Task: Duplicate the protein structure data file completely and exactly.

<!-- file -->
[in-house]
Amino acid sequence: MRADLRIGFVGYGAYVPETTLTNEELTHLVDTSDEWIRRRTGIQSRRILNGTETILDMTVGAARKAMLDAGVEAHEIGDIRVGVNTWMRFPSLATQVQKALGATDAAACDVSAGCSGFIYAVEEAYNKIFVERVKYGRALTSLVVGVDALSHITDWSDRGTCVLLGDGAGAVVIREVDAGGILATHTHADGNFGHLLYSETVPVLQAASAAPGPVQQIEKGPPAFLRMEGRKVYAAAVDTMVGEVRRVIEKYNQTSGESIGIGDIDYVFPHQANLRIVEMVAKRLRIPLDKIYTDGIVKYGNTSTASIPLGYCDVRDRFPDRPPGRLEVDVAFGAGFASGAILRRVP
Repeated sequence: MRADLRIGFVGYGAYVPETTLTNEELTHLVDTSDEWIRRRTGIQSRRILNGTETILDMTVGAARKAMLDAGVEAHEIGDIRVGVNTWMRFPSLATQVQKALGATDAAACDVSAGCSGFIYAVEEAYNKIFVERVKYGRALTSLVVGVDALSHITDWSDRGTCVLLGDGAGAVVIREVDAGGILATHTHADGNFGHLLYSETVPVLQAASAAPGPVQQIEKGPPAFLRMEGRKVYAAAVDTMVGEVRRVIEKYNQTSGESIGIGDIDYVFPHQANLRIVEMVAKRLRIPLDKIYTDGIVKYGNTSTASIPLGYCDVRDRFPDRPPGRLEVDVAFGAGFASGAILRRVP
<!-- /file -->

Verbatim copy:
[in-house]
Amino acid sequence: MRADLRIGFVGYGAYVPETTLTNEELTHLVDTSDEWIRRRTGIQSRRILNGTETILDMTVGAARKAMLDAGVEAHEIGDIRVGVNTWMRFPSLATQVQKALGATDAAACDVSAGCSGFIYAVEEAYNKIFVERVKYGRALTSLVVGVDALSHITDWSDRGTCVLLGDGAGAVVIREVDAGGILATHTHADGNFGHLLYSETVPVLQAASAAPGPVQQIEKGPPAFLRMEGRKVYAAAVDTMVGEVRRVIEKYNQTSGESIGIGDIDYVFPHQANLRIVEMVAKRLRIPLDKIYTDGIVKYGNTSTASIPLGYCDVRDRFPDRPPGRLEVDVAFGAGFASGAILRRVP
Repeated sequence: MRADLRIGFVGYGAYVPETTLTNEELTHLVDTSDEWIRRRTGIQSRRILNGTETILDMTVGAARKAMLDAGVEAHEIGDIRVGVNTWMRFPSLATQVQKALGATDAAACDVSAGCSGFIYAVEEAYNKIFVERVKYGRALTSLVVGVDALSHITDWSDRGTCVLLGDGAGAVVIREVDAGGILATHTHADGNFGHLLYSETVPVLQAASAAPGPVQQIEKGPPAFLRMEGRKVYAAAVDTMVGEVRRVIEKYNQTSGESIGIGDIDYVFPHQANLRIVEMVAKRLRIPLDKIYTDGIVKYGNTSTASIPLGYCDVRDRFPDRPPGRLEVDVAFGAGFASGAILRRVP